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Social Engineering is not new. Criminals have been tricking people into revealing private or valuable information for millennia, but the methodology has evolved and developed dramatically over time. It is an art of deception, using the principles of human psychology to either build trust with someone or outright con them.
In the cyber world, this typically starts with inventing a plausible situation or story to obtain information, breach a system, or get money. Yes, you read that correctly. It starts with the scam, not the target.
But we’re getting ahead of ourselves. In order to defeat social engineering, we need to understand how it works and why it’s so effective. To do that, we will look at one of the best examples of social engineering from the movies.
On June 3, 1983, we all watched a young hacker named David (Matthew Broderick) use his home computer to break into a secret government installation to play a game – and nearly started World War III. Although a fictional account and greatly simplified, there is some plausibility in the methodology of the hack, especially in discovering the backdoor password.
In the movie, David connects with an unidentified system with a list of games, one of which is Global Thermonuclear War. To access the game, he researches the developer, Stephen Falken, and discovers that Falken had a child named Joshua who died. Of course, Falken used his son’s name as the backdoor password, and discovering this information, David gained access to the games, allowing the plot to move forward.
That research into Falken is the essence of social engineering. Although portrayed innocently in the movie, David targeted the man, learned all about him by going to libraries to read books and news articles, and made the assumption that he used a password that was personal to him.
MODERN SOCIAL ENGINEERING
The world has come a long way since 1983. Now we have the internet and social media, making all that work to research individuals a whole lot easier. So easy, in fact, that targeting is no longer a requirement.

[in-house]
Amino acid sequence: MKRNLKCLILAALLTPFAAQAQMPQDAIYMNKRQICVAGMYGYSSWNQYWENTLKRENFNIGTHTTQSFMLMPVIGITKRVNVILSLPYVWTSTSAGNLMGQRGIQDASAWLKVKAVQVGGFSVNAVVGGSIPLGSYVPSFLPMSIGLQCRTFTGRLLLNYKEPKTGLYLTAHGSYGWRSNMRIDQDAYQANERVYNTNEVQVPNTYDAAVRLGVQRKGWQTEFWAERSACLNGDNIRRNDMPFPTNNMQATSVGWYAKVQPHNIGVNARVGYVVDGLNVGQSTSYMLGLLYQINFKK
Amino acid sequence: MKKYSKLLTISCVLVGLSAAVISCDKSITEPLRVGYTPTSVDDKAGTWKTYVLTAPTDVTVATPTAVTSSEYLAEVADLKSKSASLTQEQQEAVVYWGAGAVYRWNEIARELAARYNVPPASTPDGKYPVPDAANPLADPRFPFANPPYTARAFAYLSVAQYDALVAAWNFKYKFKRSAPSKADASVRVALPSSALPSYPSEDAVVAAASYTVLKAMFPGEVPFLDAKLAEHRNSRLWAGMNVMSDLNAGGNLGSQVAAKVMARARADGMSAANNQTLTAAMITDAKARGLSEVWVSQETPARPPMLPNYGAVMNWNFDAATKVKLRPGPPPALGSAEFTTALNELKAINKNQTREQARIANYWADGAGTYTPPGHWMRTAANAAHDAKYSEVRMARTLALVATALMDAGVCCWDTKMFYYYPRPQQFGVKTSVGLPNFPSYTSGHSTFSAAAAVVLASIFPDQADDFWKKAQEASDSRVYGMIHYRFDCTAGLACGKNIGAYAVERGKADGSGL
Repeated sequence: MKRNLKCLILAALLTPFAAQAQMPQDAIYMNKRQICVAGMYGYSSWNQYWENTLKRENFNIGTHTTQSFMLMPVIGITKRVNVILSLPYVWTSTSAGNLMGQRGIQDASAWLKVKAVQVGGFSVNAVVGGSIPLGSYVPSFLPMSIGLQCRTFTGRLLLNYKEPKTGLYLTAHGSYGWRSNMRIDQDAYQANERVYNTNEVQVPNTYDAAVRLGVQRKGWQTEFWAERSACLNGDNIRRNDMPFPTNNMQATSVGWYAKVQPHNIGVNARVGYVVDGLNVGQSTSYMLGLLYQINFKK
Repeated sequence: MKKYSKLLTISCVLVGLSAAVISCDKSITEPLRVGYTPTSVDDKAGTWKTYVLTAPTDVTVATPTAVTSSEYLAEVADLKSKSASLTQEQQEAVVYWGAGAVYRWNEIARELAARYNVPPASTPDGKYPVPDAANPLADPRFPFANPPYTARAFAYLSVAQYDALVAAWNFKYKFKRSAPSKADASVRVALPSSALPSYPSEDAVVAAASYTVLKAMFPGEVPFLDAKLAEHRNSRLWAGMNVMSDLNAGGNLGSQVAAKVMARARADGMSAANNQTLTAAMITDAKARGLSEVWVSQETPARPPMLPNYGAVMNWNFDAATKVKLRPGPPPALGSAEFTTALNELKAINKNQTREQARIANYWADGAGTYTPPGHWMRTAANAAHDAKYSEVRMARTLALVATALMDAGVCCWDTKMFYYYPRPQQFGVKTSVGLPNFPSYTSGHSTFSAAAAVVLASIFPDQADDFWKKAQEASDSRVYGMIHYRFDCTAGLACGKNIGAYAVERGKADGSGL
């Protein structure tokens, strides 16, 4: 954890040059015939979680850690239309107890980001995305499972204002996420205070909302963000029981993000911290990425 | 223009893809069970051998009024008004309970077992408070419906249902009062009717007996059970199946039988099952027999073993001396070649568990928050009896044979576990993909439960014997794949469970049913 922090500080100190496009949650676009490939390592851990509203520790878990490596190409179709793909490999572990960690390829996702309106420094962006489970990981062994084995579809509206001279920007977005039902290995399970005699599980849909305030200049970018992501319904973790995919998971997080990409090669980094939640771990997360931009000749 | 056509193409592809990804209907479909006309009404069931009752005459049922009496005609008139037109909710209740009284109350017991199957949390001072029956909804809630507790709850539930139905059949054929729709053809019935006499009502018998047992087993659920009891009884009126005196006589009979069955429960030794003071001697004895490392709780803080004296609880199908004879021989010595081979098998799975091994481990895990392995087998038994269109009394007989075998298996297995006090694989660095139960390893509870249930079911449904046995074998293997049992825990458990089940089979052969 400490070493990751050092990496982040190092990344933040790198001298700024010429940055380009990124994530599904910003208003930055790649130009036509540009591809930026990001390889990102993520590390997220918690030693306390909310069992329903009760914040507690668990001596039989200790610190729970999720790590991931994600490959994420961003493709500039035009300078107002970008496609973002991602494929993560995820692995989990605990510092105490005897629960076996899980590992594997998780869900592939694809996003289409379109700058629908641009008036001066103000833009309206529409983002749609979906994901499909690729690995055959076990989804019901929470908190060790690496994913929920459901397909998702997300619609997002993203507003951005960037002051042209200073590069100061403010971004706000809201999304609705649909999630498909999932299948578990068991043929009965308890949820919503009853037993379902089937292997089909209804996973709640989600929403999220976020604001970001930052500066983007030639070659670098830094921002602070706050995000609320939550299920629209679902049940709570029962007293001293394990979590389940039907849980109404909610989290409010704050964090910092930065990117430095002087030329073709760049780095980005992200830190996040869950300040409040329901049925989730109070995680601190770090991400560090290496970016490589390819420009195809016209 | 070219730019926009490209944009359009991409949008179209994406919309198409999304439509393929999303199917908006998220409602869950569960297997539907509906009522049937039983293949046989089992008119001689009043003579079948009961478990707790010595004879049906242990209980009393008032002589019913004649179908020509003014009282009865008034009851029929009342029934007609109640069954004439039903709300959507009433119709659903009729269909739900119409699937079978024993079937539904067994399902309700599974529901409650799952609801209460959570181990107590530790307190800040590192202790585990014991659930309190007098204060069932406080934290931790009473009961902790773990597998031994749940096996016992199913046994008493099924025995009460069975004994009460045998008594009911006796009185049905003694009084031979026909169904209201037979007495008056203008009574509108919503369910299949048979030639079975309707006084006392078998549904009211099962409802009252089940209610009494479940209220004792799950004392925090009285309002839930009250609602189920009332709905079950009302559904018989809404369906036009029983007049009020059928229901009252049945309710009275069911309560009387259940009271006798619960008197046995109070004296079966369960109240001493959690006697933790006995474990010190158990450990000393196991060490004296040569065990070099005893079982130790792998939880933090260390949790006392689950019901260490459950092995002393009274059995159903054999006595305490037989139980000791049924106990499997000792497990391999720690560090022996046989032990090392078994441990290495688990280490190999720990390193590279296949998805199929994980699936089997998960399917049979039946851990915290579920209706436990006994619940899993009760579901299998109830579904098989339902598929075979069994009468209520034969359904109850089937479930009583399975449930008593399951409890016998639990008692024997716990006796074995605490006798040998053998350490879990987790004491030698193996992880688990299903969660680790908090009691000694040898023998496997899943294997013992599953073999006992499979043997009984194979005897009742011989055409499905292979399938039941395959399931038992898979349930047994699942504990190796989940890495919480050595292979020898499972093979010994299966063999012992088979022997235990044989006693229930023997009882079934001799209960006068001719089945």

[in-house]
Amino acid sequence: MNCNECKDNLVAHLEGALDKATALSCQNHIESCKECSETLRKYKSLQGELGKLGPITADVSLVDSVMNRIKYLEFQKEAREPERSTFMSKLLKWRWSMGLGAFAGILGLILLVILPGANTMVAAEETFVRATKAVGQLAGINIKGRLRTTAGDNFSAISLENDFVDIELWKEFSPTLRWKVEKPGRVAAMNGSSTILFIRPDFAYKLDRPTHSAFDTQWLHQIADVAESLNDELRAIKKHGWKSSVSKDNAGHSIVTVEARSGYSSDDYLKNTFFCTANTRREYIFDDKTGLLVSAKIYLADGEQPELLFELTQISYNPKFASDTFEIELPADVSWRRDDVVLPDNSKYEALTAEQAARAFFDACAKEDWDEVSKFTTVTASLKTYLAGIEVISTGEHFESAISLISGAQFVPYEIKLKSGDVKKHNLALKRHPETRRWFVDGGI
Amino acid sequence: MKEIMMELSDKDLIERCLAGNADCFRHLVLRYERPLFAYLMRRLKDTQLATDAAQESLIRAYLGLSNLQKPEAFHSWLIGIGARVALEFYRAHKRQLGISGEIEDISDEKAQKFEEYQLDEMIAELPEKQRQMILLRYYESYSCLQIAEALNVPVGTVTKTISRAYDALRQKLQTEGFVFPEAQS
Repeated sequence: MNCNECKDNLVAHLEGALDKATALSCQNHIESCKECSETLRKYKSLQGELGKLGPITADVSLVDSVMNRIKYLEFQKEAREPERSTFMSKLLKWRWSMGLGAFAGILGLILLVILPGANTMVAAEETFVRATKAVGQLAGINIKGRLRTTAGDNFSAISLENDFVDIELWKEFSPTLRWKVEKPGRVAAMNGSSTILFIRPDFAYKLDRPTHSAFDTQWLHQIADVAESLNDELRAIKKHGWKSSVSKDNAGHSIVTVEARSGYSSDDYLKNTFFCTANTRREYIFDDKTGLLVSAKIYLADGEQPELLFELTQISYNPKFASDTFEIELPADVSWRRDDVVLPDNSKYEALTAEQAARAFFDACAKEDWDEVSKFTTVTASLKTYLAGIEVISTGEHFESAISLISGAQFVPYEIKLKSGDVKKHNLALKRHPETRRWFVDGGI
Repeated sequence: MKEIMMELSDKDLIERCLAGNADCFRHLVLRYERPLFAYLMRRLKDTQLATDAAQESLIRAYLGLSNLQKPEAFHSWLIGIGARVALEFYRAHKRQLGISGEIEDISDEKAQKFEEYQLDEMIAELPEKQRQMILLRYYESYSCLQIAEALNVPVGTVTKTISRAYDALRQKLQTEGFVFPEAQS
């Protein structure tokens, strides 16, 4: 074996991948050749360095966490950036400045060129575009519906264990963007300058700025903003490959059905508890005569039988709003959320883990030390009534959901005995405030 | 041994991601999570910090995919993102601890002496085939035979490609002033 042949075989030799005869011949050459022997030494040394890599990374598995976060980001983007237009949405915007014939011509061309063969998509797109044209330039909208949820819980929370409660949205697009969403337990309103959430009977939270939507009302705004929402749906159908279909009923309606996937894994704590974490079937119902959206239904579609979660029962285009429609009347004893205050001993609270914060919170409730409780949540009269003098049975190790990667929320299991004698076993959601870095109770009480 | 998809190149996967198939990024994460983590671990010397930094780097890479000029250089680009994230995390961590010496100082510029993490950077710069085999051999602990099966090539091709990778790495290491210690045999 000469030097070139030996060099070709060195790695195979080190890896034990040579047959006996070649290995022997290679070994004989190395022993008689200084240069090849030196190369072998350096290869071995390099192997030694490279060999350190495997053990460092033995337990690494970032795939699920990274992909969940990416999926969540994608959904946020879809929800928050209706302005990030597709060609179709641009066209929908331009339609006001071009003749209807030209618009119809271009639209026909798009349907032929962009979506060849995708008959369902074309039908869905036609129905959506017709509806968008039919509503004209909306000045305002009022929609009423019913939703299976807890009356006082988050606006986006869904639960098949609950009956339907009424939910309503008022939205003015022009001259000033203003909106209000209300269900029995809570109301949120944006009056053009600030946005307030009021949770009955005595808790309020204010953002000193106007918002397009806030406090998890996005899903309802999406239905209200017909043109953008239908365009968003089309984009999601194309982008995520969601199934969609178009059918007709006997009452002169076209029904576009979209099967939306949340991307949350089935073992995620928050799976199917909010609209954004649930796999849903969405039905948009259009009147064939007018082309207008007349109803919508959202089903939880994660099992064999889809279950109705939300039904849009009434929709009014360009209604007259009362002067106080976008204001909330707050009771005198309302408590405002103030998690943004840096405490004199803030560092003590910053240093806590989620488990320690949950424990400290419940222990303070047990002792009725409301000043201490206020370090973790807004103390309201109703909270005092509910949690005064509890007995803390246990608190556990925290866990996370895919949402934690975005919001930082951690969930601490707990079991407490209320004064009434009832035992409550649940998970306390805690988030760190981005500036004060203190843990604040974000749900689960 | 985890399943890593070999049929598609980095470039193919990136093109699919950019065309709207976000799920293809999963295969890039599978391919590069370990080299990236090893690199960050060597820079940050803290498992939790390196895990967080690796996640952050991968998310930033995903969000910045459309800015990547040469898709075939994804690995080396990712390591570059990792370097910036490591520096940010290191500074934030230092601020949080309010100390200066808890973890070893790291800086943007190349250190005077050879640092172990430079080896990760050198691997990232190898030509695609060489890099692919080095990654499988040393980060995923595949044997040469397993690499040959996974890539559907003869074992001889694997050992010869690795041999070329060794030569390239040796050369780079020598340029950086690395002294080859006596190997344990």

The first step of an attack is to create a generic scam and send it to as many people as possible. These scams most often take the form of phishing emails. Those who click on the malicious links and give up information about themselves become the targets – but it’s not usually the person who created the phishing scam that targets the individual.
While phishing scams gather information about people, the phishers sell that information on the dark web. Those cybercriminals who purchase the stolen data create more directed attacks, scraping additional information off social media sites or company web pages. In this way, they craft attacks that are methodically planned to manipulate their target into revealing information.
For example, finding pictures of a person working remotely lets the cybercriminal know that there might be security vulnerabilities to exploit. A picture of a particular model of laptop or phone might reveal software vulnerabilities. Celebrating a promotion or new job might tell the cybercriminal that the target has greater access levels. Posting about a particular product might give the cybercriminal a chance to create a fake ad that contains malware.
And let’s not forget all the information about friends and family members that you share or that’s shared about you.
We put so much exploitable information on the internet that we make the cybercriminal’s job easy.
DEFENDING AGAINST SOCIAL ENGINEERING ATTACKS
The best defense against social engineering is self-awareness. Cybercriminals construct attacks that prey on emotions, pretend to be friends and relatives, and make personalized offers that are simply too good to be true. They expect you to take action before considering the risks or picking up on the clues that tell you it’s a scam.
Beyond the ability to slow down and think before you click is the need to be proactive about your privacy and security. Among the proven most effective habits are:
- Never click on links in emails or messages
- Make sure you use Strong Passwords and a Password Manager
- Use 2FA (2-Factor Authentication) wherever possible
- Avoid sharing personal details on public social platforms
- Don’t use public WiFi without a VPN
- Keep all devices updated
- Check for known data breaches
When it comes down to it, protecting yourself against social engineering starts with education and awareness. We all enjoy sharing our successes and joys with our friends, but it comes with a risk. Think about it – no matter how safe you try to be online, you are only as secure as the least secure person in your circle.
Director of Cybersecurity and Marketing
I’ve always had a love of working with technology, being fortunate enough to have grown up with a grandfather who taught me how to fix things for myself and not be afraid to jump in and get my hands dirty. Over the last three decades, I’ve worked as a technician, trainer, technical writer, and manager in small businesses, enterprise organizations, and government. In addition, I’m an author, having published multiple works available online and in print. You can find my creative work at https://WritingDistracted.com